Acts of Courage

Helena Ruczkan with her 'Righteous Among the Nations' award, surrounded by her ‘daughter’ Amelia Miller, who she saved during the war, and ‘grand-daughter’ Pauline. Helena Ruczkan with her 'Righteous Among the Nations' award, surrounded by her ‘daughter’ Amelia Miller, who she saved during the war, and ‘grand-daughter’ Pauline. Source: Courtesy of Amelia Miller.

Individual acts of courage and humanity enabled beacons of hope to flicker throughout this period of darkness, and ultimately stand as testament to man’s ability to confront and withstand extreme evil. During the Holocaust brave individuals and groups tried to help Jews. Such acts took great courage because the punishments were severe and, in some cases, the penalty was death.

 

Genia Pajak’s 'Righteous Among the Nations' document Israel, 1983

Item from the display

Genia Pajak’s “Righteous Among the Nations” document
Israel, 1983

Genia Pajak was a Polish woman with three children who earned a living during the war smuggling food into the Bedzin Ghetto in Poland. This is how JHC Guide, Kitia Altman, came to know her. In July 1943, shortly before the Bedzin Ghetto was liquidated, Genia offered to hide Kitia. Kitia asked if she would consider hiding her young cousin, Tamara (Marusia) Cyngler, instead. Even though she did not know the child, Genia agreed. Despite the danger Genia organised for Tamara to be hidden in different locations in and around Bedzin for the rest of the war.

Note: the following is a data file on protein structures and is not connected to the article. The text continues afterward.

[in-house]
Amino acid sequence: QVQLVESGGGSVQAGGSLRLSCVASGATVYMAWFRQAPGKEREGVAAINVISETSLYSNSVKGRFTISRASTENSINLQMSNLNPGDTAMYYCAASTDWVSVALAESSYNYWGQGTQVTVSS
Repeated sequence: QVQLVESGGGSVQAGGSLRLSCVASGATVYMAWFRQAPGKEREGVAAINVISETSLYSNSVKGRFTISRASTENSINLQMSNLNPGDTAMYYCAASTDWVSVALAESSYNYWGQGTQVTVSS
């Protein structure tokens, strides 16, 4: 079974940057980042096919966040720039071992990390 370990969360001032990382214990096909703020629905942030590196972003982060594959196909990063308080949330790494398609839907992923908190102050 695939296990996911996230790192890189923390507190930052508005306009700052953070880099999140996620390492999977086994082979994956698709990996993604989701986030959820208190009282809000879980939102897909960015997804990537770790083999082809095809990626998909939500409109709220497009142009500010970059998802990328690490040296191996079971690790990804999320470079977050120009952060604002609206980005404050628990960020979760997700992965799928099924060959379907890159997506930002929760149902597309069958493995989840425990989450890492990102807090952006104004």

In 1985 Kitia acknowledged Genia’s selfless actions by nominating her to be recognised by Yad Vashem as a ‘Righteous Among the Nations’.

Individual acts of courage and humanity enabled lights of hope to flicker throughout this period of darkness, and ultimately stand as testament to man’s ability to confront and withstand extreme evil. During the Holocaust brave individuals and groups tried to help Jews. Such acts took great courage because the punishments were severe and, in some cases, the penalty was death.